Architectural Subject: Reflections
We thought it would be helpful to occasionally share subject or composition ideas to help you see your environment in a new way. We’d also urge you to take just one of these ideas and focus on it for a day, an afternoon or even just an hour. You’d be surprised at how much more you actually see when you do this. So, today, we’re going to share the many ways to see reflections and how to incorporate them into architecture photography. It’s definitely a favorite!
Perhaps the most obvious is reflections in a body of water: lake, river, pond, sea, ocean, harbor, fountain, reflecting pool…you get the idea. For the larger bodies of water mentioned here, it’s most often utilized for cityscapes. If you’re lucky, you get a calm, mirrored reflection like this view of Vancouver’s skyline Michael created.
Or, your reflections can be abstract and painterly when the city lights blur during a nighttime long exposure.
If you want to go really abstract, you remove the city and just focus on those reflections. Maybe others don’t know those lights are from the city, or that they’re lights at all, but I say it still passes as architectural, even if only you know why 😉
You can also get a mix of reflections. Both, impressionist-like, as you see with the city lights blurred in the river. Plus, definition, like you see here with parts of the Manhattan Bridge reflecting on the river.
Something a bit less grand in terms of the largeness of a city + ocean, sea, river or lake, is a reflecting pool. Whether you have a relatively calm day, like I did here, allowing for a near mirror-like reflection. Or a windy day, which would give you more of an impressionistic view similar to what you see with the nighttime cityscapes. Either way has its upsides, sometimes it’s just a matter of timing.
Another, less obvious, water reflection would be utilizing puddles. Get low to see more of your subject in the reflection and eliminate the middle-ground, as Michael did with the Eiffel Tower.
Then, there’s using buildings to reflect other buildings. You can go the cityscape-like route. The first is a more literal way to do this, where the buildings are relatively identifiable.
Or you can take a bit more of an abstract cityscape approach.
Somewhere between cityscape and abstract, you can share a portion of a recognizable building reflected in the glassy details of another.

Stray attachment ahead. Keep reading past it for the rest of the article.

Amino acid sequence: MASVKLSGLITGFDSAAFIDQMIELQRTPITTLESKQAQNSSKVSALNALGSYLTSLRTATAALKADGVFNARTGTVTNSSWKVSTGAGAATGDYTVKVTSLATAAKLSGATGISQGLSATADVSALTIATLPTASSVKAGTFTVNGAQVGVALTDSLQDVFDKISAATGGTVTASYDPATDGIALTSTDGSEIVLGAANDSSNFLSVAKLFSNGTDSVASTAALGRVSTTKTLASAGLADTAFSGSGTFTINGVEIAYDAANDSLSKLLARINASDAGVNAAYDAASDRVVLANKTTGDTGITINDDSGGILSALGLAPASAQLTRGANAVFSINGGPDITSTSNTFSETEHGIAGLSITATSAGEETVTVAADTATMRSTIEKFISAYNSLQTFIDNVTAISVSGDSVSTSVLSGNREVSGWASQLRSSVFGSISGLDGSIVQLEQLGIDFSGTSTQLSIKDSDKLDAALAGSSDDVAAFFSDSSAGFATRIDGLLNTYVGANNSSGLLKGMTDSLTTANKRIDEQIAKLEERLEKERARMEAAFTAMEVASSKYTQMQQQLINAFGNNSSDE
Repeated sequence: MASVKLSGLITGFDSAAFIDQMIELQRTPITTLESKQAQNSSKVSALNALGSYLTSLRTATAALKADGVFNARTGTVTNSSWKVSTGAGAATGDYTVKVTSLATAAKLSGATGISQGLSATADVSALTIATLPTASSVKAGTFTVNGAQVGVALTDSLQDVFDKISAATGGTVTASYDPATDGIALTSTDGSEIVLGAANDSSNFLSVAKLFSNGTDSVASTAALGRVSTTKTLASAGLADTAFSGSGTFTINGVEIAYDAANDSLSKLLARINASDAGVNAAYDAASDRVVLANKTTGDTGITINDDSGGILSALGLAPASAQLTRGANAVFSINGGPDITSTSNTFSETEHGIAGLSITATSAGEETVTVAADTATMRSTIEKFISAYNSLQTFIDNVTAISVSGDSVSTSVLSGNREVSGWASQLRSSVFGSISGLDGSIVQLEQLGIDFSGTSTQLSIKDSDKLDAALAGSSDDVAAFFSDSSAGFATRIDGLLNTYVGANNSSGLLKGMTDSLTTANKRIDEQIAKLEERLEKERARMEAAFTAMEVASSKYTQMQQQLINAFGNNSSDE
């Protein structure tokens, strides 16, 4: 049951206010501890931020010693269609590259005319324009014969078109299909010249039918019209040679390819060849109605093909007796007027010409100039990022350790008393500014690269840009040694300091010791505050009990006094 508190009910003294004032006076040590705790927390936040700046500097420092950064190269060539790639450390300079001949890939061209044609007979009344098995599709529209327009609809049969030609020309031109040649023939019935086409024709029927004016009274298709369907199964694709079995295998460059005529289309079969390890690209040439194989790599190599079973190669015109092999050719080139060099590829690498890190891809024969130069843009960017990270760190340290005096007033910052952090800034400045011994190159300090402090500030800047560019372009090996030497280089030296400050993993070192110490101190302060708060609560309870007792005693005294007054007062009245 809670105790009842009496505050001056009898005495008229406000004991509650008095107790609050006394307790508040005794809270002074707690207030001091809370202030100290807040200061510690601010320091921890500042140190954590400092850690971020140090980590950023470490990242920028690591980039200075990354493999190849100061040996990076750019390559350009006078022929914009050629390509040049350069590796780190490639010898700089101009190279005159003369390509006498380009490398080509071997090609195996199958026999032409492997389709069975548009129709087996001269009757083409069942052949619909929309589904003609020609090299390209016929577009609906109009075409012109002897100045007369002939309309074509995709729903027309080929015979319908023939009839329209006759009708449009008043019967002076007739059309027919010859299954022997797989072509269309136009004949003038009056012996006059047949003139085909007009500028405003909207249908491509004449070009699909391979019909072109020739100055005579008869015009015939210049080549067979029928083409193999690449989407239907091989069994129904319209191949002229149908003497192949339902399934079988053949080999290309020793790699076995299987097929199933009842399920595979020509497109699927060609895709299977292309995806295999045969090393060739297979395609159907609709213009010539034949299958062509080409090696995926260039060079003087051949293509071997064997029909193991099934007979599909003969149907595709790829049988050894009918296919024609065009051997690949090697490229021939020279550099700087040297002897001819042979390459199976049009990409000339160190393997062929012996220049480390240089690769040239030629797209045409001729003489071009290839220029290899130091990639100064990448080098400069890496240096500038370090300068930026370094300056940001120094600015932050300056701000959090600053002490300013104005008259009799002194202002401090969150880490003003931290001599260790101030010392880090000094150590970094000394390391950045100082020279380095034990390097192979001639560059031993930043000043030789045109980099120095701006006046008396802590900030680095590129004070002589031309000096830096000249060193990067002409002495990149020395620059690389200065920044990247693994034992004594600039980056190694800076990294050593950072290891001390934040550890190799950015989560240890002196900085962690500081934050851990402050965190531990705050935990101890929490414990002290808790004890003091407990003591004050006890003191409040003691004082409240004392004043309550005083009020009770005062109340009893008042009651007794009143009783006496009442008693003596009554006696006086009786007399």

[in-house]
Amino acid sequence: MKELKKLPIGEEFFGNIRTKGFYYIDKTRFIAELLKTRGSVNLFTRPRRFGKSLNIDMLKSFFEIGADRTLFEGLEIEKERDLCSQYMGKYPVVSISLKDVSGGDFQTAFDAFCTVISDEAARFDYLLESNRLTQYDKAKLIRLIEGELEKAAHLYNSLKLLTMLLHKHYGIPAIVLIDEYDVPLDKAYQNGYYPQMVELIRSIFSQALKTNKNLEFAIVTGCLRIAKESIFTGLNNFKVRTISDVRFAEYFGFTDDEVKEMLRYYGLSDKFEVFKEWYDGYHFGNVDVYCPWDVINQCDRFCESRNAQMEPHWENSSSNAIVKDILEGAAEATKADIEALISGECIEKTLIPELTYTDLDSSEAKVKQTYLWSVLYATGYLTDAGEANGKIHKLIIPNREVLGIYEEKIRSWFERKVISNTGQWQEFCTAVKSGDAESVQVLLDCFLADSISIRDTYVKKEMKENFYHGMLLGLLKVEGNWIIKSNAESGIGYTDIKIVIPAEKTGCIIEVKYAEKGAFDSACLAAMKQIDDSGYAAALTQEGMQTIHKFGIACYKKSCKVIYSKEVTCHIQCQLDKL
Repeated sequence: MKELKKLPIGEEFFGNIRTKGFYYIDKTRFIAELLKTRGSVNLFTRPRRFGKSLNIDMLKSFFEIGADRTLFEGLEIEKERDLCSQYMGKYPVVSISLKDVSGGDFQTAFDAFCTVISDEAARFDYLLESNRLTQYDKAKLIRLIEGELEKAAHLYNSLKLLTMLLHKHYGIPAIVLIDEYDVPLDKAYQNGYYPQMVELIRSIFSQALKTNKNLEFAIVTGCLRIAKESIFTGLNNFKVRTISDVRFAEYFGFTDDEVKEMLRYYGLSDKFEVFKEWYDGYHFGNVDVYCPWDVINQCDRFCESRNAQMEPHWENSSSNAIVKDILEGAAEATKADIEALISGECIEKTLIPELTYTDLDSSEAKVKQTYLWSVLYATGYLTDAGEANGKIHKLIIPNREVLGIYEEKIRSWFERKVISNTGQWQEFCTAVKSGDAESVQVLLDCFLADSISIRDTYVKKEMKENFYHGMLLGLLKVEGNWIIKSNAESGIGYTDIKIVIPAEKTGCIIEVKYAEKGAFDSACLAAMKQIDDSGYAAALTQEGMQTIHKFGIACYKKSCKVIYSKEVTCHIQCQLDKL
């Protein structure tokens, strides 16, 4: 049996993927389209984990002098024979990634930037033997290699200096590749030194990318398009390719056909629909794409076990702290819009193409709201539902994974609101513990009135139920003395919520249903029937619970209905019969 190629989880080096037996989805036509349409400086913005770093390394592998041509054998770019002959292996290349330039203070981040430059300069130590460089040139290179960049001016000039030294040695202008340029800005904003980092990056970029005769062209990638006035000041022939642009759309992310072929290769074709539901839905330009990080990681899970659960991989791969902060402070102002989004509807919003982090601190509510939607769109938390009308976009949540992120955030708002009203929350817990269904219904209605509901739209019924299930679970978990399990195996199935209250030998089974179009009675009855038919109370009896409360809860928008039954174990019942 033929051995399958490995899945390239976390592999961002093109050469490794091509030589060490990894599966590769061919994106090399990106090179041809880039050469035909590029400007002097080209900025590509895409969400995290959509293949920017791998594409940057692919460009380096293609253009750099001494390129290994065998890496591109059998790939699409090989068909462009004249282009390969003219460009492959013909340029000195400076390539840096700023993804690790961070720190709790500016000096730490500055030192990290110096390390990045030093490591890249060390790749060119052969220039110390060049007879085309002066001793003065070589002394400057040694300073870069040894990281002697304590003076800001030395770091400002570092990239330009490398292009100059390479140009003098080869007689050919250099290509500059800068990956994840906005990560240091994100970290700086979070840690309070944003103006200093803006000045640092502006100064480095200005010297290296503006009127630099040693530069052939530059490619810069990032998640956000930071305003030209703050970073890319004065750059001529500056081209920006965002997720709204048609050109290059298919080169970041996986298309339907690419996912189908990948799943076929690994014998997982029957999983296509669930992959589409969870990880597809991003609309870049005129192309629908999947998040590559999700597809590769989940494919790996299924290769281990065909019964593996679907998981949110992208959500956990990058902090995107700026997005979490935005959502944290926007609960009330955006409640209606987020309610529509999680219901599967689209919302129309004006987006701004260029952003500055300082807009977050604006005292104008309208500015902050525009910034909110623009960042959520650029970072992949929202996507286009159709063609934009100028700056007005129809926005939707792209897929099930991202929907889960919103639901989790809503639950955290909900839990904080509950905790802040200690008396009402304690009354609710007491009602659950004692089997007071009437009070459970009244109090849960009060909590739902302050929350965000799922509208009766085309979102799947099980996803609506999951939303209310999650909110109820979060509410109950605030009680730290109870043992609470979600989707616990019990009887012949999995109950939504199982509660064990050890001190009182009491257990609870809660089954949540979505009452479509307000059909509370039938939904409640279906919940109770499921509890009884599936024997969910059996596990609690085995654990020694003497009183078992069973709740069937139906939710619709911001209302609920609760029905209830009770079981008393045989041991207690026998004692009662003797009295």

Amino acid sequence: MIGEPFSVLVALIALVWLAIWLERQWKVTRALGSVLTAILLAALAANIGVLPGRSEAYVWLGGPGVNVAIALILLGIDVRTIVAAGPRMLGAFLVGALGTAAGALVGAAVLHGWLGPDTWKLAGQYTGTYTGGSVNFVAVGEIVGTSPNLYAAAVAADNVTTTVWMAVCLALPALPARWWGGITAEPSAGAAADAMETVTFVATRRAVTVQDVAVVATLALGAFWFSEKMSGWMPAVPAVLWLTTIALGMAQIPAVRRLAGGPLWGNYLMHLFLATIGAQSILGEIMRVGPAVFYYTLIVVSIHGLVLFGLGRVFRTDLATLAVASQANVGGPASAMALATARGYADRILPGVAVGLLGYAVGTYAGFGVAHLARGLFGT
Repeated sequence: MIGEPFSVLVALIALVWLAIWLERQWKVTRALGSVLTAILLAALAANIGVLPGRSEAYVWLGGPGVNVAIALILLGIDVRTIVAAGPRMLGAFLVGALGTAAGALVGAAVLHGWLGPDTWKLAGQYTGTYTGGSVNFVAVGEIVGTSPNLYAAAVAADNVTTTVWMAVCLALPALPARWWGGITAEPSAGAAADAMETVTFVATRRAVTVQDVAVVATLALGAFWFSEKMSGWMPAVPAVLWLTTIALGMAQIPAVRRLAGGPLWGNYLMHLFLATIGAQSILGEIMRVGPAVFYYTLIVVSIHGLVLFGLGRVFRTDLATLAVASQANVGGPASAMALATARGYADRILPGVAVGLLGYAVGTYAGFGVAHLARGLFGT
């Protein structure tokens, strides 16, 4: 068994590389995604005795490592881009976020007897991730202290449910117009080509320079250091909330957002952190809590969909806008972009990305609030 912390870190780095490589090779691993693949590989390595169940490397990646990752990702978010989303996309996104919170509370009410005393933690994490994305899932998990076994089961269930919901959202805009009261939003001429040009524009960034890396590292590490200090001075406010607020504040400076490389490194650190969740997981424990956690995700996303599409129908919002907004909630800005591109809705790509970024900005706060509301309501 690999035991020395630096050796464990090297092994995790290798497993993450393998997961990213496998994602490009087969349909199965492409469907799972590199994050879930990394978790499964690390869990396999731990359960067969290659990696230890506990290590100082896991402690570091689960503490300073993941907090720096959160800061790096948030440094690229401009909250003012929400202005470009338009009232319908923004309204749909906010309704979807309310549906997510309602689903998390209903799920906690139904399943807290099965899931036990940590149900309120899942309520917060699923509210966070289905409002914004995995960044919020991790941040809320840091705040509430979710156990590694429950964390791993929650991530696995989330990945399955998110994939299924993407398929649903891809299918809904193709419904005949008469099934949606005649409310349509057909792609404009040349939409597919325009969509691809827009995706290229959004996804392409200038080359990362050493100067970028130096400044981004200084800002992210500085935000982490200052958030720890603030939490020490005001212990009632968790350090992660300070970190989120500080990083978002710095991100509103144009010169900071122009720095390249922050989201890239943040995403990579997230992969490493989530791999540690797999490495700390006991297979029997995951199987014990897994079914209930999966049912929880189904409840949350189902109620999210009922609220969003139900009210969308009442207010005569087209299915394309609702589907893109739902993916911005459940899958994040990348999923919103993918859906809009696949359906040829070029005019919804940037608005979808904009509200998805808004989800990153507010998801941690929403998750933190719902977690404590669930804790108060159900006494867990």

Inching a bit further toward abstraction, if you position yourself or your camera up against a reflective building you can get this symmetrical, tunnel vision-like effect.
For complete abstraction, get in tight and look for surfaces that tend to warp what’s being reflected.
Other than one building reflecting another, you can also find buildings that will reflect themselves. You must get very close to the surface of the building for this to work well. Also, the building either needs to have a protrusion, such as these fins, or you need to be near a corner, whether square or curvy, so it will reflect back on itself.
You can utilize buildings to reflect the natural environment too.
Or reflect & blend in.
Last, staying on the lookout for those random reflective surfaces. Here, Michael utilized a marble bench to reflect the Chicago skyline.
At nearby Navy Pier, there are these tall, cylinder-like sculptures that warp whatever they reflect. In this case, the Ferris Wheel.
There are many more random surfaces that can reflect, just stay on the lookout. They can lead to some interesting perspectives. As with any photography, it’s all about the art of observation.
As we mentioned at the beginning of this post, sometimes limiting yourself to just one way of seeing, at least for a short period of time, can open your eyes to things you’d most certainly miss otherwise. So, next time you go out, perhaps just look for reflections. You might be surprised at how many unique ways you can see 🙂